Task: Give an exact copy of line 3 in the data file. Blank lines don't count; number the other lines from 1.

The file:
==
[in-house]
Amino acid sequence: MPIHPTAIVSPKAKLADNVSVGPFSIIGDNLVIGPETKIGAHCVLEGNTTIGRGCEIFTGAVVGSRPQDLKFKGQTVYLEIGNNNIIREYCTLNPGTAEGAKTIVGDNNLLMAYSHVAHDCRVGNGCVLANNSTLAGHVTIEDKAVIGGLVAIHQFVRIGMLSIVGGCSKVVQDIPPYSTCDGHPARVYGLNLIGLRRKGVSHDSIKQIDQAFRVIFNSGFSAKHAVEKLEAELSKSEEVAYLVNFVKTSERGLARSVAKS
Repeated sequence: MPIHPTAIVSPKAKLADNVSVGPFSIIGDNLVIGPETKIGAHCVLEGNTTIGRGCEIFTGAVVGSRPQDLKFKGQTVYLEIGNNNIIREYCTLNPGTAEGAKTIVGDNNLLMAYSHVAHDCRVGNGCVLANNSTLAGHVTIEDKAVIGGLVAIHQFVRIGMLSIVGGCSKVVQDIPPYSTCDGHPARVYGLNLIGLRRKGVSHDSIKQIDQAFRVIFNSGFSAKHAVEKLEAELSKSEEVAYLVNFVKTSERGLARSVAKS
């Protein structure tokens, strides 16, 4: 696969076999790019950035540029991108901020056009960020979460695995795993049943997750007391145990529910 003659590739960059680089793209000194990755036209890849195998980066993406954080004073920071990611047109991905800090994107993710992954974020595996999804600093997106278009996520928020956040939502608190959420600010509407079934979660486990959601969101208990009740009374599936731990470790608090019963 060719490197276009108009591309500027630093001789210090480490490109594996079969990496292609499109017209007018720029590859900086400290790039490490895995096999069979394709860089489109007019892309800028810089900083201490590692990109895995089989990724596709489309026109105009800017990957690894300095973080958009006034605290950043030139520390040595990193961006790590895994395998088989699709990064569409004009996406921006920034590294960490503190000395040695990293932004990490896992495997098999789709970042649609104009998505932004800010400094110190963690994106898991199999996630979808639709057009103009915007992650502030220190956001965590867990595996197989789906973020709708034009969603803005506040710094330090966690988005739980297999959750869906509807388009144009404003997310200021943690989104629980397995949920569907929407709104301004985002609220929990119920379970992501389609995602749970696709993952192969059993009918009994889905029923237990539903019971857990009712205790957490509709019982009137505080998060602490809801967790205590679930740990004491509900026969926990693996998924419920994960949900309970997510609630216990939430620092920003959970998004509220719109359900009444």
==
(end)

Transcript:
Repeated sequence: MPIHPTAIVSPKAKLADNVSVGPFSIIGDNLVIGPETKIGAHCVLEGNTTIGRGCEIFTGAVVGSRPQDLKFKGQTVYLEIGNNNIIREYCTLNPGTAEGAKTIVGDNNLLMAYSHVAHDCRVGNGCVLANNSTLAGHVTIEDKAVIGGLVAIHQFVRIGMLSIVGGCSKVVQDIPPYSTCDGHPARVYGLNLIGLRRKGVSHDSIKQIDQAFRVIFNSGFSAKHAVEKLEAELSKSEEVAYLVNFVKTSERGLARSVAKS